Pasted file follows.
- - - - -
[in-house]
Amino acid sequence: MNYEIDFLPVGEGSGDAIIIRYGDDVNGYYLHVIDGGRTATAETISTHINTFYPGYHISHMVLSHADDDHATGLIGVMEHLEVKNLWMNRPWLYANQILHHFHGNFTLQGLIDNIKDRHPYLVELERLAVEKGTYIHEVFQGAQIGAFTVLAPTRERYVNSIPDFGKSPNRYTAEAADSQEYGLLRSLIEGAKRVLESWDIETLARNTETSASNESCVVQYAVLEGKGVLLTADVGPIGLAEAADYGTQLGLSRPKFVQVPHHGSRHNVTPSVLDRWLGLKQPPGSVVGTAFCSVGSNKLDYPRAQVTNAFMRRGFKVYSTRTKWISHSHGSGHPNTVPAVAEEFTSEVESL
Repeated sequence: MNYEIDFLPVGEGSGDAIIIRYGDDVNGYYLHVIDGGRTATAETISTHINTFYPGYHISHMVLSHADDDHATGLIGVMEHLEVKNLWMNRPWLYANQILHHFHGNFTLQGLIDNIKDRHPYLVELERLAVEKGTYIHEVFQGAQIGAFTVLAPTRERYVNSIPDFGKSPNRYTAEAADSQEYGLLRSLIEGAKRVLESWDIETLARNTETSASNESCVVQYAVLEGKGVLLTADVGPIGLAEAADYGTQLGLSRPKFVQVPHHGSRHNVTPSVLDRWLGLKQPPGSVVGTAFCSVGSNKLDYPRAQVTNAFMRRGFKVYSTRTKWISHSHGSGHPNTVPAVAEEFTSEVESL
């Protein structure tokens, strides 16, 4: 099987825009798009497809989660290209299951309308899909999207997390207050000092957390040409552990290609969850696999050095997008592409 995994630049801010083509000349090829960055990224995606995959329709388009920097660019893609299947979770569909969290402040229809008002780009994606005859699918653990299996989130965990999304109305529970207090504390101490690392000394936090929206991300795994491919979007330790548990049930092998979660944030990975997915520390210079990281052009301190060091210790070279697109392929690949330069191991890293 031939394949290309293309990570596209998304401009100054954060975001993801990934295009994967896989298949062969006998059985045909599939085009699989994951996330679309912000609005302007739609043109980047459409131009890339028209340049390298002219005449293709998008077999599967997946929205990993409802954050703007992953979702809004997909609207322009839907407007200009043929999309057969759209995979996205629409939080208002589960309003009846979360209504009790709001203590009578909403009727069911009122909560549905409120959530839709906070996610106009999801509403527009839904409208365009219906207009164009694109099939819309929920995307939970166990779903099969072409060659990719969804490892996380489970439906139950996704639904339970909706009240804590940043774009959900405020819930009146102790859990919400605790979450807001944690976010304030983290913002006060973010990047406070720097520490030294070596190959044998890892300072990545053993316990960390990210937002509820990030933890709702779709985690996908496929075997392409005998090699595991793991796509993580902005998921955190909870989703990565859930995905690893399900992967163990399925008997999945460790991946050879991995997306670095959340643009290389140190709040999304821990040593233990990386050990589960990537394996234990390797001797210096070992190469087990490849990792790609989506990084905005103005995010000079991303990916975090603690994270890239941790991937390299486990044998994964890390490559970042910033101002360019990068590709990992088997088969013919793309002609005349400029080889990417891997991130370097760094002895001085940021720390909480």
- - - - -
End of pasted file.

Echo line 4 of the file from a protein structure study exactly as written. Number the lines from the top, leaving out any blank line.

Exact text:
């Protein structure tokens, strides 16, 4: 099987825009798009497809989660290209299951309308899909999207997390207050000092957390040409552990290609969850696999050095997008592409 995994630049801010083509000349090829960055990224995606995959329709388009920097660019893609299947979770569909969290402040229809008002780009994606005859699918653990299996989130965990999304109305529970207090504390101490690392000394936090929206991300795994491919979007330790548990049930092998979660944030990975997915520390210079990281052009301190060091210790070279697109392929690949330069191991890293 031939394949290309293309990570596209998304401009100054954060975001993801990934295009994967896989298949062969006998059985045909599939085009699989994951996330679309912000609005302007739609043109980047459409131009890339028209340049390298002219005449293709998008077999599967997946929205990993409802954050703007992953979702809004997909609207322009839907407007200009043929999309057969759209995979996205629409939080208002589960309003009846979360209504009790709001203590009578909403009727069911009122909560549905409120959530839709906070996610106009999801509403527009839904409208365009219906207009164009694109099939819309929920995307939970166990779903099969072409060659990719969804490892996380489970439906139950996704639904339970909706009240804590940043774009959900405020819930009146102790859990919400605790979450807001944690976010304030983290913002006060973010990047406070720097520490030294070596190959044998890892300072990545053993316990960390990210937002509820990030933890709702779709985690996908496929075997392409005998090699595991793991796509993580902005998921955190909870989703990565859930995905690893399900992967163990399925008997999945460790991946050879991995997306670095959340643009290389140190709040999304821990040593233990990386050990589960990537394996234990390797001797210096070992190469087990490849990792790609989506990084905005103005995010000079991303990916975090603690994270890239941790991937390299486990044998994964890390490559970042910033101002360019990068590709990992088997088969013919793309002609005349400029080889990417891997991130370097760094002895001085940021720390909480």